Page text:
Intel Exits 5G Smartphone Market Amid Apple-Qualcomm Settlement

Apple chief executive Tim Cook

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Qualcomm stock was trading at roughly $58 per share before the news broke, and is now trading at nearly $70 per share. The companies have also reached a six-year license agreement, effective as of April 1, 2019, including a two-year option to extend, and a multiyear chipset supply agreement. The decision comes only months after Intel said it was speeding up its 5G modem plans.

The settlement was announced as opening arguments were beginning in San Diego federal court in the federal trial of a patent dispute between the two tech giants.

Bond investors also joined in, with Qualcomm's 4.3 percent 2047 issuance becoming one of the most heavily traded bonds in the US corporate space on Wednesday, according to capital markets publication IFR. However, the entire game changed in the last few 12 hours.

"Intel isn't trading lower because modems represent such a small portion of revenues for the company", said Patrick Moorhead of Moor Insights & Strategy. Qualcomm is one of the top suppliers of chips that can connect to 5G networks. As soon as the deal was announced, it became clear that Apple will use once again Qualcomm modems in future iPhone versions, including the 5G kind, which are already available on Android phones.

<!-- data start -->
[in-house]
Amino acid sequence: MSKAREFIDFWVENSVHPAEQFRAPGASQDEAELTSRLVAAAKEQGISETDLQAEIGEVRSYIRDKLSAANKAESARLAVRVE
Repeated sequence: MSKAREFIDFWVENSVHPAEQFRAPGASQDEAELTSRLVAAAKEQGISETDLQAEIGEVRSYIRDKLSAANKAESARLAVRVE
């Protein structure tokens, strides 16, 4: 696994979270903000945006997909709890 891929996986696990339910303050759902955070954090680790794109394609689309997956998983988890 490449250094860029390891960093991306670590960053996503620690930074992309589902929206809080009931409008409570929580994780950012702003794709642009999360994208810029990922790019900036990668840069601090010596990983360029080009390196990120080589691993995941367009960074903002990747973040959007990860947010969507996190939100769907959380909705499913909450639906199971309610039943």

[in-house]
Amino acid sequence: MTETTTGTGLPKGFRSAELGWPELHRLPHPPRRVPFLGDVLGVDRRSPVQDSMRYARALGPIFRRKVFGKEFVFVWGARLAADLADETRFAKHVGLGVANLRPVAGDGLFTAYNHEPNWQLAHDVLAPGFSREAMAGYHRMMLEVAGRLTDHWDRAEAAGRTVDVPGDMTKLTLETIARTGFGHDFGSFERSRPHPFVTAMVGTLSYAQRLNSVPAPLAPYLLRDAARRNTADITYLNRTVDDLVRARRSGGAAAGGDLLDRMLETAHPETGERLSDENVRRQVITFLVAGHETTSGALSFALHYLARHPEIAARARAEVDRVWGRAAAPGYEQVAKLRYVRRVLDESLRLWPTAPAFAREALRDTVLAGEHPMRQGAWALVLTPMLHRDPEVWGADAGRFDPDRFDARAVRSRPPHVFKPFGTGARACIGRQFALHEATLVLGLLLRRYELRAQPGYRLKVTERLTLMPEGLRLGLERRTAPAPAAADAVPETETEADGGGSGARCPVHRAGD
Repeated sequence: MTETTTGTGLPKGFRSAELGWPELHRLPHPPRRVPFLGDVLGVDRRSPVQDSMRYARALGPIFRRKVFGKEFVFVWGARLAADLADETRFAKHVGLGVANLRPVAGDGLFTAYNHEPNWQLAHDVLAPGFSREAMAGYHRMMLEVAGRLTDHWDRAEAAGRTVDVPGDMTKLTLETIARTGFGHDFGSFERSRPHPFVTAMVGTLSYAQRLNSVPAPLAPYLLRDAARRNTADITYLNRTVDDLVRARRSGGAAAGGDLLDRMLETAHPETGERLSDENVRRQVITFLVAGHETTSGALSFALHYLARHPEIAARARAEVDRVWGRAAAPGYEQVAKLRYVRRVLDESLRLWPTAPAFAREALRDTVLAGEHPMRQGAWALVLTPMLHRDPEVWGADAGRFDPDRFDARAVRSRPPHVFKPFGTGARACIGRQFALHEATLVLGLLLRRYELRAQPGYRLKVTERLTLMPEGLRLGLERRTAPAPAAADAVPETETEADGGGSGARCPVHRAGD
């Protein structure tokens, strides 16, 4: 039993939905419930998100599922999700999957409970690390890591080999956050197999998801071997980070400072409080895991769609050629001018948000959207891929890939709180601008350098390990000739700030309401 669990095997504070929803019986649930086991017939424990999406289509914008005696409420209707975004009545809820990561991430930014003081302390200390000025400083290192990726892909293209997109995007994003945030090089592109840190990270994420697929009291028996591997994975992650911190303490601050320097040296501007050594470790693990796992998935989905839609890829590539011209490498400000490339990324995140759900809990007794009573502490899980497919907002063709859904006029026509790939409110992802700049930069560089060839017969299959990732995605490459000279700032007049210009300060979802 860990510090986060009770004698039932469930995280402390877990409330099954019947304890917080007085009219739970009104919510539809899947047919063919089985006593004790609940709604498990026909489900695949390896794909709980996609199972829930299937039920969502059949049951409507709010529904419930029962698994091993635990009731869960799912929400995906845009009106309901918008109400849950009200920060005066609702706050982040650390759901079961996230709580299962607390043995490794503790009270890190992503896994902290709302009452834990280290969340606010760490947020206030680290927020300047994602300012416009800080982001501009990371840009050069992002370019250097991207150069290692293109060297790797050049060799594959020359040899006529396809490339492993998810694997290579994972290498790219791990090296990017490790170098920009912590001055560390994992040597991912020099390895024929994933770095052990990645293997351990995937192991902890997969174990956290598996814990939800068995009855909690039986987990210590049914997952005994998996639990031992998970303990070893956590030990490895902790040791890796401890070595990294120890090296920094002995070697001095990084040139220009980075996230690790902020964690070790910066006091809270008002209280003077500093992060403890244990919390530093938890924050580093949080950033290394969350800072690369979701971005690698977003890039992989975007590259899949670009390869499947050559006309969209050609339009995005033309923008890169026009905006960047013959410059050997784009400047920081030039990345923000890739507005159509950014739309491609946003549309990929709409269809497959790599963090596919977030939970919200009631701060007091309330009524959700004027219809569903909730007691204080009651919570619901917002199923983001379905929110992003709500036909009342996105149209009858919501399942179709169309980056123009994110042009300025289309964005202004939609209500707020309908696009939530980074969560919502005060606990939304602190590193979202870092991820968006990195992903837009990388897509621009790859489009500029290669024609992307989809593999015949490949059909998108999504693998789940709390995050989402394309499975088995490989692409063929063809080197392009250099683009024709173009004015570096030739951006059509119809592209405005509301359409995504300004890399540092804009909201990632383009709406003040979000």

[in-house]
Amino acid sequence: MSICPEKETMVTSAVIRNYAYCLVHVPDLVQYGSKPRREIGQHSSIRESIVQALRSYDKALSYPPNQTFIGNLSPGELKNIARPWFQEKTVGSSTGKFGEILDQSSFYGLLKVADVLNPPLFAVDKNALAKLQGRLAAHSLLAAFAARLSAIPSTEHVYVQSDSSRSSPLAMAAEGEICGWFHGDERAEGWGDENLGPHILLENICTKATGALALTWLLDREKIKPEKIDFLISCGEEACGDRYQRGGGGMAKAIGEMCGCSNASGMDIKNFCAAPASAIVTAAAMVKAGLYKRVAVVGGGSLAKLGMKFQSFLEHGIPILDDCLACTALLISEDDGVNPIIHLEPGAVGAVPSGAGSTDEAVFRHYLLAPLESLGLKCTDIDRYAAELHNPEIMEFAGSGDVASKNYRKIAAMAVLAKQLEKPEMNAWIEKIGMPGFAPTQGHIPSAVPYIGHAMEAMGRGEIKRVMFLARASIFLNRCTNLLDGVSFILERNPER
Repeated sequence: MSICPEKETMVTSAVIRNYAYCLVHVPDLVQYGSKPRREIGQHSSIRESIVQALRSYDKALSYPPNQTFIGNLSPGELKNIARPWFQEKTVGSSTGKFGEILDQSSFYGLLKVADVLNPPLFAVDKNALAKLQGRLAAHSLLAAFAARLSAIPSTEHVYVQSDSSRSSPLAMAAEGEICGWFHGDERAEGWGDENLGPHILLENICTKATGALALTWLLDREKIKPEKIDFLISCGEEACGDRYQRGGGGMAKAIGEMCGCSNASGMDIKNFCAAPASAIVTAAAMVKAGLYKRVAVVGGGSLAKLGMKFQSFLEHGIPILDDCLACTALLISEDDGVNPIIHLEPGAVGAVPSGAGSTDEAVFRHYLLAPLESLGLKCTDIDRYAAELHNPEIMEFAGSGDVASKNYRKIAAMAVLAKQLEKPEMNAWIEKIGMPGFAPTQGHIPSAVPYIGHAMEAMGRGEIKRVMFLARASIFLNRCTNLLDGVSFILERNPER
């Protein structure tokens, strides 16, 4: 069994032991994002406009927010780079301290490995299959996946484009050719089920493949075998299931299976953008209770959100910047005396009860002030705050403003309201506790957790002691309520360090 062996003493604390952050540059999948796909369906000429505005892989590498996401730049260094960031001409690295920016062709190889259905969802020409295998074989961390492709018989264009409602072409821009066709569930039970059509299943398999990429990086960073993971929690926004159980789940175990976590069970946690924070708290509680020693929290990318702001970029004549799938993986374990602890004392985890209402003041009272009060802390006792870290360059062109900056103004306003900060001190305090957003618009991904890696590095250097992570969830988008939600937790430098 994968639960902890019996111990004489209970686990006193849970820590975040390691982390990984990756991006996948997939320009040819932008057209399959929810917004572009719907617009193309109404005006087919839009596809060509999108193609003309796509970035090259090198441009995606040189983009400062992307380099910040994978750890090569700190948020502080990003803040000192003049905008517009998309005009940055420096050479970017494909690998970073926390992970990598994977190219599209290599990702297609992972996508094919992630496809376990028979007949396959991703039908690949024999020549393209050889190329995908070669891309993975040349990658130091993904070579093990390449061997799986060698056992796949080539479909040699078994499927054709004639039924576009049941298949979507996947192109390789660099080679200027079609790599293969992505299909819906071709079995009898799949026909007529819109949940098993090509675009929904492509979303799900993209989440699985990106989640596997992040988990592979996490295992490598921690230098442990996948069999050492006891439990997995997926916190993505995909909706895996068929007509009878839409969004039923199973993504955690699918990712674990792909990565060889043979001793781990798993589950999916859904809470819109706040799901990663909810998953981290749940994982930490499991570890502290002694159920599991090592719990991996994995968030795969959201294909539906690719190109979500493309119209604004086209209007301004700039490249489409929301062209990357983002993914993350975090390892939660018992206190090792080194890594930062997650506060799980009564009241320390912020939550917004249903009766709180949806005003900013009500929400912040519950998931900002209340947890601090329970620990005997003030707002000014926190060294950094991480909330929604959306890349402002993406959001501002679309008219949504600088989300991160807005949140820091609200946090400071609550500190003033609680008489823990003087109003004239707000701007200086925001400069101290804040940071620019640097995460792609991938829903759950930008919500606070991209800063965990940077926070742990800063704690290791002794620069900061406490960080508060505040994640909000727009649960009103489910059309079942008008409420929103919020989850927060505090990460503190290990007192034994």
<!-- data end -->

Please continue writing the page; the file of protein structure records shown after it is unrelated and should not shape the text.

On Tuesday in a San Diego courthouse, both Apple and Qualcomm have unexpectedly settled all their legal disputes.

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A victory for Apple would have hampered Qualcomm's ability to collect fees on the technology that powers mobile phones around the world. Their exit of course leaves the floor entirely open to Qualcomm who now own the vast majority of 5G modem contracts.

Apple accuses Qualcomm, which holds the most patents for chips, of taking advantage of its dominant position to charge exorbitant amounts for its chips or access to its patents.

Along with licensing Qualcomm's patents, Apple is also going to resume buying chips from Qualcomm. Qualcomm's market share price in China soared to by 23%, its highest ever since 1999.

"I believe both Apple and Qualcomm got deeper into this than they wanted to", analyst Patrick Moorhead of Moor Insights & Strategy said in a statement. That doesn't mean that Apple will make a 5G iPhone this year, but a new report that surfaced after the settlement news claims that we'll have a 5G iPhone in stores only in 2020.

"What this means in the case of the iPhone is that when Apple engineers create a revolutionary new security feature such as touch ID, which enables breakthrough technologies like Apple Pay, Qualcomm insists on royalties for these and other innovations it had nothing to do with and royalty payments go up", it said.

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